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Research Improves Lives #MyMSKStory

  • Posted by Paolo,
  • Engagement & Involvement Specialist,
  • in Listen up,
  • October '21

Data and dog walking

This guest blog was written by Mike as part of #MyMSKStory, a social media campaign to raise awareness of musculoskeletal (MSK) conditions and research. Follow @letsgetvocal on Twitter and Facebook to find out more.

I originally studied maths and computer science at university, before working for 8 years as a data analyst for a local authority. I was really happy to join the Centre for Musculoskeletal Research at the University of Manchester in 2014 because I wanted to use my understanding of data science to help improve the lives of people with musculoskeletal (MSK) conditions, such as osteoarthritis.

Osteoarthritis is a painful condition affecting joints such as hips and knees which can make it difficult to move around and can have a significant impact on people’s lives.

I am currently working on a research project looking at outcomes following hip and knee replacement surgery. Using large databases of anonymous data collected by the NHS, we will provide new information to help people living with osteoarthritis and healthcare professionals in deciding the best treatment available.

A close up of an open eye with numbers justaxposed onto it
I use anonymous data from the NHS to improve the lives of people with MSK conditions

Being able to contribute to our understanding of musculoskeletal conditions to improve patient care is important to me because I understand the impact these conditions can have on people’s lives.

My grandmother has advanced osteoarthritis. She used to enjoy going out shopping, visiting family, and walking her dog. However, her condition made it increasingly difficult to do these things. She said to me recently that she would love to be able to take her dog for a walk.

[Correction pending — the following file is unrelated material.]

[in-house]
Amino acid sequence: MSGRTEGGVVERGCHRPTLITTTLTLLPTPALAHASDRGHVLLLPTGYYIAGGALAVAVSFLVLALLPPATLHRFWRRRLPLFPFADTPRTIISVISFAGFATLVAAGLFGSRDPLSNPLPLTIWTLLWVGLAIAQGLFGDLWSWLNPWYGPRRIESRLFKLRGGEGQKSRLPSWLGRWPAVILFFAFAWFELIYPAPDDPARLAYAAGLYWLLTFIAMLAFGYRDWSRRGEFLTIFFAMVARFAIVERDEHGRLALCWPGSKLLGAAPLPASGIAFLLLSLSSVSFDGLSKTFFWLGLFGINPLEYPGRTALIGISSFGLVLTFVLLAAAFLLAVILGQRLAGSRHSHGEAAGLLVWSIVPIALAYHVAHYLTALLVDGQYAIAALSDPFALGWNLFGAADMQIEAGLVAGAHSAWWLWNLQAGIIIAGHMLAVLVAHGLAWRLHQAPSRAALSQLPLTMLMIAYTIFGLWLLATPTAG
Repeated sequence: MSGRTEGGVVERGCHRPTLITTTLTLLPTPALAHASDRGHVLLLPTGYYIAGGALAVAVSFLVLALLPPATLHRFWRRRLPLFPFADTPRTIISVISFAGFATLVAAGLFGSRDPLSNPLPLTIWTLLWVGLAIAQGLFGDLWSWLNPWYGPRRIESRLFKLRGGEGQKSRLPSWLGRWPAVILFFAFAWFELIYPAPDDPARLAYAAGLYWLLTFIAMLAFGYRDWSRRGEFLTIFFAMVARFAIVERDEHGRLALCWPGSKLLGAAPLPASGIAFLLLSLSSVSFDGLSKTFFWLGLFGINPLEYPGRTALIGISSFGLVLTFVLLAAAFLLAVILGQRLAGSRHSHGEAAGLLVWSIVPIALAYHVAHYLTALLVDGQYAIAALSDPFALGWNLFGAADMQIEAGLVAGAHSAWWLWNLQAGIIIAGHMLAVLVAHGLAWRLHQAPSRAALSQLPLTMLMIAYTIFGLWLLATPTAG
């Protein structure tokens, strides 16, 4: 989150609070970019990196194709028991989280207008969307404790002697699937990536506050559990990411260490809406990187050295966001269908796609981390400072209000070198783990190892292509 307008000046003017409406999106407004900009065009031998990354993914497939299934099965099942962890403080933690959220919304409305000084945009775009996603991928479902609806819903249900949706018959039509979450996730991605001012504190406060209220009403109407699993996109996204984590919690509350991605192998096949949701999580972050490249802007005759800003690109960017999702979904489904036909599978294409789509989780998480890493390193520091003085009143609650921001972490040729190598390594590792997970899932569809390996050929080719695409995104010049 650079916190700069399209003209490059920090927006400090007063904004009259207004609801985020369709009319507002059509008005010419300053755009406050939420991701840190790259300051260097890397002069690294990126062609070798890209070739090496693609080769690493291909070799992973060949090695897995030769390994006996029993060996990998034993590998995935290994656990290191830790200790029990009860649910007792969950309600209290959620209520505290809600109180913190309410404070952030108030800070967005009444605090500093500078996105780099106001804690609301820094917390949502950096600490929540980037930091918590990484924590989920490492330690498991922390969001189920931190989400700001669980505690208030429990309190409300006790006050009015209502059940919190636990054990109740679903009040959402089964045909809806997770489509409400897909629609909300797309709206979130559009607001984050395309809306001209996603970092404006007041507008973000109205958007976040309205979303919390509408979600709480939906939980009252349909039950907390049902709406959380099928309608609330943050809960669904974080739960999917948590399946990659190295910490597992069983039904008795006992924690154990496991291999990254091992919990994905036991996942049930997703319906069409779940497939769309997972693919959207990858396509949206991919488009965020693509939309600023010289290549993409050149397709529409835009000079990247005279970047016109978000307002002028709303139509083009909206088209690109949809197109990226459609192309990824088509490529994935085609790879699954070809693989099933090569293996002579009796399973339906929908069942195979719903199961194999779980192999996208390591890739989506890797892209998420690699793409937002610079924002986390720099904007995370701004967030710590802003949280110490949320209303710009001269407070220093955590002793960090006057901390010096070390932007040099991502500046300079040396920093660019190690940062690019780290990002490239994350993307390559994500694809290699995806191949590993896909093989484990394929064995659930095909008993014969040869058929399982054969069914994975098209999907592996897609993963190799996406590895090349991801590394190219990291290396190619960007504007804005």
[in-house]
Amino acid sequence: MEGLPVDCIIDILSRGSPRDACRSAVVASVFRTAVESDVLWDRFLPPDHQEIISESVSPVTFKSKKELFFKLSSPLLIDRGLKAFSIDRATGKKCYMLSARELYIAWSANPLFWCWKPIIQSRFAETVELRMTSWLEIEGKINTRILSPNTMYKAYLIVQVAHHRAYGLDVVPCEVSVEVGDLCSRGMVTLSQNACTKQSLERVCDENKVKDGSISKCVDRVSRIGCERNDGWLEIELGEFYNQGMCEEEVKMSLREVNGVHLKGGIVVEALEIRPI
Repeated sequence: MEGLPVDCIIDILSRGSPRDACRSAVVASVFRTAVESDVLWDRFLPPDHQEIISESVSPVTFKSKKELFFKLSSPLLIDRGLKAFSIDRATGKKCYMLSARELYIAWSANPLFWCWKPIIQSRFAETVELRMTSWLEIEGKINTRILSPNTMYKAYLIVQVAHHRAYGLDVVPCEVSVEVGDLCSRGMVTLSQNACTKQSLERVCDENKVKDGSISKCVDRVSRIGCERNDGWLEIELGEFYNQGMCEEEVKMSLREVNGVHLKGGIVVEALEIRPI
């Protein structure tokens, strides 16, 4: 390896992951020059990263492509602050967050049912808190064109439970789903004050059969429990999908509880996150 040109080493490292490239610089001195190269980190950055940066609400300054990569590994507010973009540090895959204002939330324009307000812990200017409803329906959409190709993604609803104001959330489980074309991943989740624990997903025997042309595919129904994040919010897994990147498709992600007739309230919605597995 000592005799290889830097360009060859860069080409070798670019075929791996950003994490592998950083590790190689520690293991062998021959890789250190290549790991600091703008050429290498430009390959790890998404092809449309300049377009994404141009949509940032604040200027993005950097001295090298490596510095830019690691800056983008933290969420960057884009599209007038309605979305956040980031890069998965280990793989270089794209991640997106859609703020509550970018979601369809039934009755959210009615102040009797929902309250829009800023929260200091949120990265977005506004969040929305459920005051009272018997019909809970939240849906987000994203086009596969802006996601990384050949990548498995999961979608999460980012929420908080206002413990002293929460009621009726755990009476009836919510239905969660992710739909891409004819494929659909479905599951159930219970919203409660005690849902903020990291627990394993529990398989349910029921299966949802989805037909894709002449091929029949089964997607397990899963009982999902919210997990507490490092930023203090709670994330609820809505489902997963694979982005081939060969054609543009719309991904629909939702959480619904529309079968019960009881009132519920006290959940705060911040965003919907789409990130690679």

In the 1960s, there was a revolutionary development in the treatment of osteoarthritis, when Professor Sir John Charnley pioneered hip replacement surgery at Wrightington Hospital in Lancashire. During hip replacement surgery, the damaged hip joint is replaced with an artificial joint.

A small dog in a garden with the owner's legs visible
My grandmother loves to walk her dog

Most people who have hip replacement surgery experience a significant improvement in pain and mobility, making hip replacement surgery a remarkably successful intervention which has benefitted millions of people around the world. I believe that this shows that through continuous research, we can improve our understanding of musculoskeletal health and improve the lives of people living with these conditions.

My grandmother recently had hip replacement surgery and soon hopes to be able to continue to enjoy things that are important to her, like taking her dog for a walk.

A picture of an artificial hip in metal
Hip replacement surgery revolutionised the treatment of osteoarthritis

Interested in involving people in your research?

Get in touch with Vocal’s friendly Musculoskeletal Research User Network and #GetVocal